The Effect of Rapid Microwave Sintering Process on the Electrical Conductivity, Thermal Conductivity and Mechanical Properties of Al-TiC Composites

Materials Research, Feb 2019

Omid Yaghobizadeh, Maryam Nazari, Mehri Mashhadi

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The Effect of Rapid Microwave Sintering Process on the Electrical Conductivity, Thermal Conductivity and Mechanical Properties of Al-TiC Composites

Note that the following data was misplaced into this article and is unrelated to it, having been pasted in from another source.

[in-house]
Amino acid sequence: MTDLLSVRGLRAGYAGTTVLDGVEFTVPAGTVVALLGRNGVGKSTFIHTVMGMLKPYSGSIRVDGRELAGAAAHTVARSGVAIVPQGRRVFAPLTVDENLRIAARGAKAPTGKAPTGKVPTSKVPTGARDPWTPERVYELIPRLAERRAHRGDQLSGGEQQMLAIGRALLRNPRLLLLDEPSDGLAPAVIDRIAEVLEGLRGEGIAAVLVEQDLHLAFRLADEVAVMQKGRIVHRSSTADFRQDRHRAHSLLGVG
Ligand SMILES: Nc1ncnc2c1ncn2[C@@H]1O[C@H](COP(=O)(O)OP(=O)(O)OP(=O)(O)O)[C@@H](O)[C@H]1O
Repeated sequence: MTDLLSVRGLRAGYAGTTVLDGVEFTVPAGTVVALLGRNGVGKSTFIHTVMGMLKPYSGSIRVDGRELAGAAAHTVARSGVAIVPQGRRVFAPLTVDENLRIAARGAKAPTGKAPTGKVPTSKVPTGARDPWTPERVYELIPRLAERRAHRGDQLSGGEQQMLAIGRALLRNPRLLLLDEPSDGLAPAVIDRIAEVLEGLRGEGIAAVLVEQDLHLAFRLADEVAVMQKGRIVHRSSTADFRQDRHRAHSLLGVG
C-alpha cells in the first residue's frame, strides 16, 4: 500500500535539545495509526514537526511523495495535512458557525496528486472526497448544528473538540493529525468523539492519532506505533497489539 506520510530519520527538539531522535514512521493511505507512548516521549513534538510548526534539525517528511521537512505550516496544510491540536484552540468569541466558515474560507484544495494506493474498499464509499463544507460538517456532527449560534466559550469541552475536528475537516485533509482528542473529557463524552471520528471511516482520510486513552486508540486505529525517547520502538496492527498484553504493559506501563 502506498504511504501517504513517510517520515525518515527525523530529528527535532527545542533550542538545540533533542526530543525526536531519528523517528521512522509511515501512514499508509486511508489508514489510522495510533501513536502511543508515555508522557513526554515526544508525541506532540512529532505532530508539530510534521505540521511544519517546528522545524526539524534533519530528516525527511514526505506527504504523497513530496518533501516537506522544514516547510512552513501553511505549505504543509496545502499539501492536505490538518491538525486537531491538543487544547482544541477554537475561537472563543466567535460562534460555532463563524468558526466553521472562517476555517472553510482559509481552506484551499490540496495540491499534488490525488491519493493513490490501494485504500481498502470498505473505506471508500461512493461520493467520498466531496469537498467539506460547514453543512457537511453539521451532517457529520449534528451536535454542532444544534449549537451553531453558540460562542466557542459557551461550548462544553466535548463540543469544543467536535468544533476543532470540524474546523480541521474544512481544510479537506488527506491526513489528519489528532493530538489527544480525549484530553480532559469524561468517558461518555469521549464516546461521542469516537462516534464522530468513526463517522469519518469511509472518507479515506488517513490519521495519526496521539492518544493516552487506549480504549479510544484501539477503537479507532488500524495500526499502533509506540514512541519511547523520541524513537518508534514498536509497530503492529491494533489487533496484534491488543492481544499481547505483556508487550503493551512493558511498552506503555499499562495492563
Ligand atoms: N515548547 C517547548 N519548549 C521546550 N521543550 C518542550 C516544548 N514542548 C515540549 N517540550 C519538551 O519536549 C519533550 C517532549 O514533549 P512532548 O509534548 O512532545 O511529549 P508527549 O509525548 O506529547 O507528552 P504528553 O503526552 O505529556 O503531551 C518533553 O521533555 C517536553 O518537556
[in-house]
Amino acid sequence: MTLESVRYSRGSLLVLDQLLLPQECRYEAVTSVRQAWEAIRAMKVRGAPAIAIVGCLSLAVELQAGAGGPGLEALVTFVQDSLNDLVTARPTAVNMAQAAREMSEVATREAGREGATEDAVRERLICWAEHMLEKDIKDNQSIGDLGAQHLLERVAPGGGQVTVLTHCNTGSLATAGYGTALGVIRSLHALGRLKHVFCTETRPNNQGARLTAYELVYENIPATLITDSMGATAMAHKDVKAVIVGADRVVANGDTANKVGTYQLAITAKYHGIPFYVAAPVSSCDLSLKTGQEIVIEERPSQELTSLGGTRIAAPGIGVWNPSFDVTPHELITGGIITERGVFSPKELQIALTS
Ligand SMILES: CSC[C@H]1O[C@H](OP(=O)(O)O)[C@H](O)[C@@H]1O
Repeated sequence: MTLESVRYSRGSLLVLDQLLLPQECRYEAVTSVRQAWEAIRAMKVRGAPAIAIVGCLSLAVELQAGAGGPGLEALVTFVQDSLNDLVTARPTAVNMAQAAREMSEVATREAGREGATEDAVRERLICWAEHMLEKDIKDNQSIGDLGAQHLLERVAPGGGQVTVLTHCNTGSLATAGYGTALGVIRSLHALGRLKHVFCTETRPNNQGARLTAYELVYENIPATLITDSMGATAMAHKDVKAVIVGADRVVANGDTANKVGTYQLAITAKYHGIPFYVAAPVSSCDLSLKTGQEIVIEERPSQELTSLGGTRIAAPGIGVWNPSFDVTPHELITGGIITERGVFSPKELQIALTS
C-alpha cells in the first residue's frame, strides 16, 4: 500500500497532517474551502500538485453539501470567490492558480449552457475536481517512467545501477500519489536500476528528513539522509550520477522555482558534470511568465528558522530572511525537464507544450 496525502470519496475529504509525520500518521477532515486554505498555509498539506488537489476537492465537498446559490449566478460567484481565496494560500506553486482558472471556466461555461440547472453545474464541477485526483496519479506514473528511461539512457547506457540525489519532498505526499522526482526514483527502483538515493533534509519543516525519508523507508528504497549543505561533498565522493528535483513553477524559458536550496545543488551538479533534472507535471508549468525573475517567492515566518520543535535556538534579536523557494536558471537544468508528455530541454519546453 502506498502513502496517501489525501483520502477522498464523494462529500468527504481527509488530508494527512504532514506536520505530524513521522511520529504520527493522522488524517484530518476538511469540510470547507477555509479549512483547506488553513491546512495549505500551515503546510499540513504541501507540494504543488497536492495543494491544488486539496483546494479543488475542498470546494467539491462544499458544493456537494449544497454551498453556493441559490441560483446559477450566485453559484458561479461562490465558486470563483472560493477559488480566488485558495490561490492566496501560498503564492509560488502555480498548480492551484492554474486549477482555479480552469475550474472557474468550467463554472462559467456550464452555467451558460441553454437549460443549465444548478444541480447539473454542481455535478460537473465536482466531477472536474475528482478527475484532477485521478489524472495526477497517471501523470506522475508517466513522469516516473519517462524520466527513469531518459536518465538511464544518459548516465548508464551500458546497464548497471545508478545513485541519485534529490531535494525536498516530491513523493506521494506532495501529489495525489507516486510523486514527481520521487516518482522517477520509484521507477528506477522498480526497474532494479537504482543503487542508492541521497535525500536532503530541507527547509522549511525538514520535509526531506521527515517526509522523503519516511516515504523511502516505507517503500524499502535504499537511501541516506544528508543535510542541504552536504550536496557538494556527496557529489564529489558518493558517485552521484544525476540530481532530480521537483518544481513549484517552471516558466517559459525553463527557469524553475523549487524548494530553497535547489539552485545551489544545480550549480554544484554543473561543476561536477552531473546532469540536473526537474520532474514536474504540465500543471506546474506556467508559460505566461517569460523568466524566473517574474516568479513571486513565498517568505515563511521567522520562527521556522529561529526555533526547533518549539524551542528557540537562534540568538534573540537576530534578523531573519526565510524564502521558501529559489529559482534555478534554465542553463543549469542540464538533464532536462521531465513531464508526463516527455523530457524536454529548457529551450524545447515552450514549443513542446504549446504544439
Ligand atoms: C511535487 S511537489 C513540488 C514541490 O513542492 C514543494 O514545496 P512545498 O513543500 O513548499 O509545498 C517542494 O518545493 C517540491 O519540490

Articles The Effect of Rapid Microwave Sintering Process on the Electrical Conductivity, Thermal Conductivity and Mechanical Properties of Al-TiC Composites Omid Yaghobizadeha  *  Maryam Nazaria  http://orcid.org/0000-0002-1553-625X Mehri Mashhadib  aDepartment of Materials Engineering, Imam Khomeini International University, Qazvin, Iran bFaculty of Materials and Manufacturing Engineering, Malek Ashtar University of Technology, Tehran, Iran ABSTRACT In this research, electrical conductivity, thermal conductivity and mechanical properties of the Al-TiC composites which were sintered via microwave-assisted process were investigated. The specimens were sintered for 3, 5 and 8 minutes. The results have shown that the sample which contains 4 vol. % TiC and was sintered for 8 minutes, has the highest electrical and thermal conductivities among the other obtained ones. Besides that, the sample which contains 8 vol. % TiC and was sintered for 3 minutes, has dedicated the highest hardness and density to itself. Scanning electron microscopy (SEM) micrographs have illustrated that by increasing the amount of TiC up to 12 vol. %, the agglomeration of particles occurs. The X-ray diffraction (XRD) investigations have shown that due to the short duration of the sintering process in the microwave method, there is no trace of TiO2 and Al4C3 as pernicious phases. According to the obtained results, it becomes clear that increasing the amount of TiC powder leads to the reduction of electrical and thermal properties of the samples and increasing the sintering duration, leads to the increase of the mentioned properties. Keywords: Microwave-assisted sintering; electrical conductivity; thermal conductivity; Al-TiC composite; Microstructure 1. Introduction Nowadays, metal matrix composites (MMCs) have caught so many attentions due to their unique properties including high specific modulus, high yield stress, wear resistance and good creep and fatigue properties. These composites have been utilized in so many applications such as aerospace industry, automobile industry, military applications and other high-tech innovations. Among the light weight alloys, aluminum alloys are one of the best candidates for the fabrication of MMCs1-4. Due to the supreme features of Al, including low density, proper strength, high thermal and electrical conductivities, good strength and hardness, it can improve the final properties of composites if it be located as the matrix phase. Aluminum alloys have been studied from 1920s and various industries take them into great consideration3. Copper and/or aluminum due to good thermal conductivity, have been utilized usually as the baseplate of power module, but their CTEs are larger than the CTEs of ceramic substrates or semiconductor materials, so the thermal stress leads to the failure of the components. Although Kovar or Invar have compatible CTEs and good welding capacity, they suffer from low thermal conductivity and high density, Mo-Cu also has high density. Therefore, the aluminum-matrix composites which are reinforced with ceramic particles can be appropriate solution for electronic packaging and thermal management applications due to high thermal conductivity, compatible CTEs and light weight5. Besides the features of the utilized matrix, one of the crucial factors which affects the mechanical and physical properties of such composites are the type of the utilized reinforcement and the chemical interaction between the reinforcement and matrix6. Various types of ceramic reinforcements have been used as the reinforcement phase in the aluminum-matrix composites such as oxides (Al2O3, Y2O3), nitrides (Si3N4, AlN), carbides (TiC, SiC), hydrates (TiH2) and borides (TiB2)7,8. Among the mentioned reinforcements, TiC is one of the best choices, because has unique properties like low density, high hardness, good wettability and negligible tendency to react with Al9. Casting routes10, powder metallurgy11, in situ synthesis12 and spray forming 13 have been utilized for the fabrication of AMCs. Each of these methods has its own advantages and disadvantages. For example, the casting route is an economical method, however non-uniform distribution of the reinforcement phase and interfacial reactions are the main disadvantages of it14-19. Among the press-based methods, powder metallurgy is one of the most popular ones. Reduction of the probable chemical reactions between the matrix and the reinforcement during the fabrication process, uniform distribution of the reinforcement particles in the matrix, good tailoring and requiring inexpensive and available facilities are the main privileges of this method compared to the others. One of the stages of fabrication via traditional PM is sintering. As it’s known, in order to gain high density and reach to the culmination of properties, the shaped samples must be sintered at optimum conditions. Inadequate sintering temperature and duration lead to the remaining of the porosities in the structure and eventually the deterioration of the properties. On the other side, increasing the sintering temperature and duration lead to the increased probability of the reactions which can occur between the reinforcement and the matrix. Also, the obtained coarse grains deteriorate the properties of the final composite5,9. Microwave-assisted sintering method is a novel sintering route which is fundamentally different with the traditional sintering processes. In traditional sintering methods, the sintering driving force is supplied through external elements (resistance heating) and the radiation of them reaches to the sample via conduction and convection mechanism. But in Microwave-assisted sintering process, the sample absorbs the microwave’s power itself and converts its energy to the heat within the sample volume itself9. So, by decreasing the sintering duration, the grain growth is under control and reaching to a uniform microstructure, with the optimized properties is completely possible. According to the best of the author’s knowledge, no report has been published so far which investigates the thermal and electrical conductivities of the Al-TiC composite fabricated through microwave-assisted sintering method. Therefore, in this current research, the Al-TiC composite is fabricated through microwave-assisted sintering method and the electrical, thermal and mechanical properties of sintered Al-TiC composites have been investigated. 2. Experimental Procedure In this research, aluminum powders (Sigma Aldrich, particle size <5 µm, purity: 99.5%) and sub-micron TiC powders (Luoyang Zhengjie Science &Technology Industry Trade Co. Ltd., china, purity: 99.9%) were utilized. In order to investigate the effects of reinforcement’s amount and sintering duration through microwave-assisted sintering process on the electrical, thermal and mechanical properties and also the microstructure of the Al-TiC composites, the samples were prepared according to Table 1 and were sintered through microwave oven. The starting materials were mixed by a planetary ball mill (Retsch PM200, 150 rpm) with the speed of 150 rpm for 1 h in a tungsten carbide cup, under high purity argon atmosphere. The ball: powders ratio was adjusted to 1:10. Then, the suspension was dried at 80/ for 24 hours. The dried and mixed powders were disagglomerated by a 100 mesh sieve and then were pressed by an isostatic press under the load of 120 MPa. Eventually, the samples were embedded at a substrate which contains SiC and graphite and were sintered in a 2.45 GHz microwave furnace for various durations. Table 1 Various properties of samples.  Sample No TiC vol. % Time (min) Density (gr/mm3) Hardness (BHN) Electrical conductivity (% IACS) Thermal conductivity (W/m.c) 1 4 3 95.14 215.0 ± 10 7.5 ± 0.8 177.00 ± 11 2 4 5 91.52 189.5 ± 12 31.2 ± 3.2 240.22 ± 13 3 4 8 91.32 144.1 ± 8 40.1 ± 2.9 250.00 ± 9 4 8 3 98.77 239.4 ± 7 6.4 ± 0.6 157.70 ± 10 5 8 5 97.97 224.5 ± 9 26.0 ± 2 206.00 ± 8 6 8 8 92.87 194.5 ± 11 28.6 ± 1.4 234.00 ± 14 7 12 3 93.06 203.5 ± 3 4.2 ± 0.5 150.00 ± 11 8 12 5 96.89 215.2 ± 8 18.7 ± 1 191.00 ± 12 9 12 8 92.25 192.0 ± 6 21.9 ± 1.6 197.00 ± 7 After the sintering process, the samples were weighed and their densities were measured according to the Archimedes method. The phase analysis of the samples was conducted via X-ray diffractometry (XRD, X’Pert Pro MPD, PANalytical) via Cu Kα radiation. The microstructure analysis was performed by scanning electron microscopy (SEM, VEGA\\TESCAN-LMU) and also a light microscope which was equipped with a camera (Leica DFC480) and imaging software (Image-Pro MC v6.0). The hardness of the samples was calculated via the Brinell method (GNEHM- SWISS Rock, American) under the load of 30 N and the dwell time of 10 seconds. Electrical resistance of the samples was measured by a 2-point probe method by using a high-resistance meter (model 4339B, Agilent Technologies, Santa Clara, CA, USA). Thermal conductivity of samples was measured by means of a relative steady-state technique, in an experimental set up (model HT01, Deghat Azma corp). It must be mentioned that all the samples were polished and then etched prior to any analysis. The entire test had been done for 10 times and the average value was reported as the final data for each test. It’s noteworthy that experimental design was carried out via Minitab 14 software. 3. Results and Discussion The results of the phase analysis of the samples 2 and 8 are illustrated in Fig. 1. Samples contain Al and TiC phases. S. Shimada et al.20 has reported, the oxidation behavior of TiC in both wet and dry oxygen at 300-400/. Their results have shown that TiC decomposes to TiO2 according to the following equation21,22: TiC+2O2=TiO2+CO2 (1) On the other side, J. Viala23 has also submitted the following equation for the stability of TiC: 7Al+TiC=Al3Ti+Al4C3 (2) Figure 1 Infrared absorption spectra of the PVdF-CTFE 10 % membranes. The inset indicates the temperature and pressure at which the hot pressing process was conducted.  There are at least two oxygen sources in the microwave-assisted sintering process method: one of them is the entrapped oxygen between Al and TiC particles when the samples pressed and the other is the diffused oxygen to the graphite bed. The formation of the two phases including Al4C3 and TiO2 not only decreases the mechanical properties of the samples, but also deteriorates the electrical and thermal properties of them. The Gibbs free energy of the reactions 1 and 2 are shown in Fig. 2. Although, these reactions are thermodynamically possible, but there is no trace of oxide or intermetallic phase in the composites. The phase analysis of composites (fig. 1) and line scan analysis of interface between matrix and TiC particle for sample 9, confirm this fact (Fig. 3). The shortened sintering duration of this method is the main reason that neither TiO2 nor Al4C3 was formed. Figure 2 Curves of Gibbs free energy with temperature for reactions 1 and 2.  Figure 3 Microstructure and line scan analysis of interface between matrix and TiC particle for sample 9.  The SEM images and the X-Rays maps of the sample’s surfaces including the samples 4 are illustrated in Figs. 4. The EDS analyses of points 1 and 2 (in fig. 4) are shown in Fig. 5, here white and gray regions belong to TiC and Al phases, respectively. Also, the SEM images and the X-Rays maps of the sample’s surfaces including the samples 7 are illustrated in Figs. 6. Figure 4 (a) SEM images and (b) the X-Rays maps of sample 4.  Figure 5 EDS analysis of the points (a) 1 and (b) 2 in figure 4.  Figure 6 (a) SEM images and (b) the X-Rays maps of sample 7.  As it’s obvious, the distribution of the reinforcement phase in the samples with 8 vol. % is more uniform and by increasing its content up to 12 vol. %, their agglomeration is quite visible. As shown in Figs. 4and 6, increasing the amount of reinforcement leads to the increase in the porosity content. In addition, the comparison of the SEM images (Figs.4and 7) has shown that increasing the sintering duration leads to the reduction of the porosity content in the structure. These behavior are in accordance with the submitted values in Fig. 8. Figure 7 (a) SEM images of sample 6.  Figure 8 The effect of reinforcement content and sintering duration on the density of samples.   Also, as it’s evident from the light microscope images (Fig. 9 (a, b)), increasing the sintering duration leads to the grain growth of the matrix. As a matter of fact, as long as the submicron TiC particles are distributed over the matrix uniformly, they could act beneficial and inhibit severe grain growth (fig. 9(c)). But, the addition of the TiC, more than 12 vol. % has no effect on the inhibition of grain growth (fig. 9(d)) due to their agglomeration and non-uniform distribution. With respect to the obtained results, it can be concluded that the lowest grain growth and the highest density is related to the sample with 8 vol. % of TiC which was sintered for 3 minutes. Figure 9 Light microscope images of (a) sample 1 (b), sample 3, (c) sample 6 and (d) sample 9.  The results of the hardness test are listed in Table 1. The effect of reinforcement content and sintering duration on the hardness are also depicted in Fig. 10. As it’s obvious, the sample contains 8 vol. % of TiC and was sintered for 3 minutes, dedicated the highest amount of hardness. This property has been deteriorated by increasing the reinforcement content up to 12 vol. %. In addition, it can be observed that increasing the sintering duration has a negative effect on the hardness of the samples and the highest hardness was obtained for the sintering duration equal to 3 minutes. Figure 10 The effect of reinforcement content and sintering duration on the Hardness of samples.  The observed increasing in the hardness by increasing the reinforcement content is attributed to the dispersion strengthening effect of the TiC particles. In fact, by increasing the reinforcement content, the density of the dislocations is increased in the Al matrix24. Excessive increase in the reinforcement content not only decreases the resistance of the composite’s matrix, but also introduces more crack initiation’s locations and eventually decreases the load-bearing capacity of the composite25,26. As it can be seen from figs. 4 and 6, by increasing the amount of reinforcements, their uniform distribution in the matrix of the composite have been begun to decrease. Therefore, the contact between the TiC particles is increased and the ductile aluminum of the matrix cannot protect the particles any more. As a result, the cracks propagated among the TiC particles, easily27. Although increasing the sintering duration has a positive impact on the density of the samples, it was expected that the reduction of porosity leads to the increase of hardness, but the ultimate result was utterly in the opposition of what was expected. Actually, the negative effect of increasing the sintering duration on the hardness of the composite can be attributed to the growth of the matrix’s grains (fig. 9) due to the increased diffusion of the atoms. According to the Hall-Petch equation, over growth of the grains leads to the decrease of hardness. The measured electrical conductivity of the sintered Al-TiC composites with different sintering durations and different amount of reinforcements are listed in Table 1. As it’s evident from Fig. 11, the electrical conductivity of the composites is faced with a descending trend by increasing the amount of TiC. Figure 11 The effect of reinforcement content and sintering duration on the electrical conductivity of samples.   Porosities and slight oxidation are the main reasons behind the low electrical conductivity of the samples without additives28. The interaction of free electrons and nucleus of metals is weak, therefore, free electrons can move easily without interruption and that’s why the electrical conductivity of metals is quite good. But in carbides, the electrons are bonding firmly to the nucleus and can’t move so easily and that’s why these materials have low electrical conductivity29,30. So it can be justified that increasing the amount of carbide eventually leads to the reduction of electrical conductivity of the final composite. TiC reinforcement particles act as obstacles in front of electron’s movement. Reduction of electrical conductivity by increasing the amount of TiC can be assessed from different aspects: (i) as it was mentioned, the intrinsic electrical resistance of TiC is one of the main reasons for this behavior, (ii) by increasing the amount of TiC, the density of the induced dislocations due to the variation between Al and TiC’s thermal expansion coefficient, increases. The increase of dislocation’s density leads to the electron scattering on the Al-TiC surface and as a result, causes the reduction of the electrical conductivity and at last, (iii) presence of TiC particles actually reduces the size of the matrix’s grains which means the increase of grain boundaries 30 and finally the reduction of electrical conductivity. As it’s shown in fig. 11, increasing the sintering duration have a positive impact on the electrical conductivity of the samples and it can be attributed to the reduction of porosity in the structure. The obtained data for thermal conductivity of the samples are listed in Table 1. The effect of the amount of reinforcement and sintering duration on the thermal conductivity are shown in Fig. 12. It was clarified that increasing the amount of reinforcement and sintering duration have negative and positive effects on the thermal conductivity of the samples, respectively. Figure 12 The effect of reinforcement content and sintering duration on the thermal conductivity of samples.   With respect to the fact that the thermal conductivity of TiC is lower than metal matrix’s value, it was expected that increasing the amount of reinforcement has a negative effect on the thermal conductivity of the composite. A schematic of heat conduction in metals are shown in Fig. 13. Figure 13 The schematic of thermal conductance in a crystalline material.  Several factors can reduce the thermal conductivity, the most important of them are: phonon/defect scattering, phonon/interface scattering and phonon/phonon scattering. In crystalline structures, presence of defects leads to the phonon scattering, phonon reflection and/or phonon diffraction. Therefore, by shortening the mean free path, thermal conductivity will reduce31,32. In this kind of scattering, each defect acts as an obstacle in front of phonons transfer. In phonon/interface scattering mechanism, since the TiC particles have dimensions, so they present an interface or disconnection. In composites, this kind of scattering in inevitable and depends to the TiC particle’s features. Therefore, increasing the amount of reinforcement provokes more scatterings. 4. Conclusion In this research, Al-TiC composite was fabricated through rapid microwave process and the following results have been obtained: The addition of the TiC, more than 12 vol. % had no effect on the inhibition of grain growth, due to their agglomeration and non-uniform distribution of particles. Due to the shortened sintering duration in the microwave sintering method, there was no trace of pernicious phases including TiO2 and Al4C3. The highest electrical and thermal conductivities were achieved for the composite containing 4 vol. % TiC which was sintered for 8 minutes. Also the highest hardness and density were achieved for the composite containing 8 vol. % TiC which was sintered for 3 minutes. Increasing the sintering duration had a negative effect on the hardness of the composites due to the growth of the matrix’s grains. Increasing the amount of TiC, led to the reduction of thermal and electrical conductivities of the samples while increasing the sintering duration increased the mentioned properties. By changing the amount of TiC and sintering duration, electrical and thermal conductivities were variable from 4.2 % IACS to 40.1 % IACS and from 150 W/m.c to 250 W/m.c, respectively, without deteriorating its mechanical properties. 5. References: 1 Kaftelen H, Ünlü N, Göller G, Lütfi Öveolu M, Henein H. Comparative processing-structure-property studies of Al-Cu matrix composites reinforced with TiC particulates. Composites Part A: Applied Science and Manufacturing. 2011;42(7):812-824. 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Omid Yaghobizadeh, Maryam Nazari, Mehri Mashhadi. The Effect of Rapid Microwave Sintering Process on the Electrical Conductivity, Thermal Conductivity and Mechanical Properties of Al-TiC Composites, Materials Research, DOI: 10.1590/1980-5373-mr-2018-0324